From the parking lot, there is a fairly steep hill to reach the waves, which are at tree-top height. Make sure you’re walking on the path to the waves, instead of toward the forest walk (it’s clearly written in yellow paint on the path)
I didn’t notice until we were on the far side of the wave walk that there is a no scooter/bike/rollerskating sign. Don’t bring yours. Honestly, it wasn’t a good place to scoot–a lot of it is at an angle, making it too easy to pick up speed, or for your scooter to get away if you fall (the latter happened to E, and a nice woman grabbed it for me while I was trying to chase it down).
The day was a bit hazy, so the images aren’t as sharp as I would’ve liked. However, when I looked off to my right, I saw Keppel Bay. They’re hard to make out in the picture, but we could see the container ships as well as the unique architecture of the building on the left.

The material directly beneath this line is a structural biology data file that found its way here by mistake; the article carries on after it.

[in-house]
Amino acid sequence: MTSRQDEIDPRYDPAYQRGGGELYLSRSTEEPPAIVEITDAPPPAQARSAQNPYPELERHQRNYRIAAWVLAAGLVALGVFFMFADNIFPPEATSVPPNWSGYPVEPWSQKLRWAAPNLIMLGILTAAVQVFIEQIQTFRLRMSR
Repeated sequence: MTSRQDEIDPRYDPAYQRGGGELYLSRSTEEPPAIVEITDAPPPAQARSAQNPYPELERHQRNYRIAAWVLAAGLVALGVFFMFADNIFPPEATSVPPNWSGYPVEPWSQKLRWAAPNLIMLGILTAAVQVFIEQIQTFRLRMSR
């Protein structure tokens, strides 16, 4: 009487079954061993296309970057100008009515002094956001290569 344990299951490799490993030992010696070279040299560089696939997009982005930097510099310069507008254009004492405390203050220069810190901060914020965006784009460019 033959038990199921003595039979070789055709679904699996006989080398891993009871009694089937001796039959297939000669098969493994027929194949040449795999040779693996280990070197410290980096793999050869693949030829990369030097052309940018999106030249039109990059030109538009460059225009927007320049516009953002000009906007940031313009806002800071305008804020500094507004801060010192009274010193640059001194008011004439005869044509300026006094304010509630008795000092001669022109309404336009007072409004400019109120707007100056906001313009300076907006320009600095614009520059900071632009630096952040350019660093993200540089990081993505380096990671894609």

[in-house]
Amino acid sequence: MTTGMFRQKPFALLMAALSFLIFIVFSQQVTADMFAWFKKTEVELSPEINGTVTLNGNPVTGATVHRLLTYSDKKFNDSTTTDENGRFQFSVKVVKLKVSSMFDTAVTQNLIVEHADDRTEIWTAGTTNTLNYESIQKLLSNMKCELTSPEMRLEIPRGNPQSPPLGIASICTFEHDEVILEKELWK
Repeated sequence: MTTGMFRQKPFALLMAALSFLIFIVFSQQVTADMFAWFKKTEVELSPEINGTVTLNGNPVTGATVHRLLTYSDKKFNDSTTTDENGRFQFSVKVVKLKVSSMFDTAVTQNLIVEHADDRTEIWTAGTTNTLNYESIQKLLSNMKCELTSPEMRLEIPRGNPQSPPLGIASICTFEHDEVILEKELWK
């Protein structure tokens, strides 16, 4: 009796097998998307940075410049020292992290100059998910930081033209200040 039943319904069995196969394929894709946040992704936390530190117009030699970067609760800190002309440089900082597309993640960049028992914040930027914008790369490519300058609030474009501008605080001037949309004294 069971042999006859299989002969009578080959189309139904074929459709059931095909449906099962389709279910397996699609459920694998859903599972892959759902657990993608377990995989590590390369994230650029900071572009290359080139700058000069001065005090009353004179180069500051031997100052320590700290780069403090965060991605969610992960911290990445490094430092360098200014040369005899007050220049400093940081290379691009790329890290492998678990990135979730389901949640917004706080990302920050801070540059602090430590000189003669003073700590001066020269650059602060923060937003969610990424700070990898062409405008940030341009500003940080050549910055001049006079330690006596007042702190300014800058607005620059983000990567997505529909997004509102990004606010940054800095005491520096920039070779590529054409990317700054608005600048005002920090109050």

To the left, we could look back toward the city. Can anyone tell me what the yellow circular building on the bottom right is?
We actually saw two couples doing pre-wedding photography. I took this shot to illustrate the rise and fall of the waves along the walkway. This bride was very nice when Ellie asked me to tell her that she looked beautiful (and she did!)
We visited on Sunday in the late afternoon (4-5) and it was fairly quiet. There were the two brides doing photos, the singers, people walking their dogs, couples, and families out for a walk. It was a really peaceful way to enjoy a short walk. Some day I’d like to attempt the full Southern Ridges, although that would be a full day hike, and far too long for the girls. The next portion I’d enjoy doing is the treetop walk, which is estimated at about 3-5 hours including the approach from either end (the TTW is a suspension bridge of about 250 meters in length).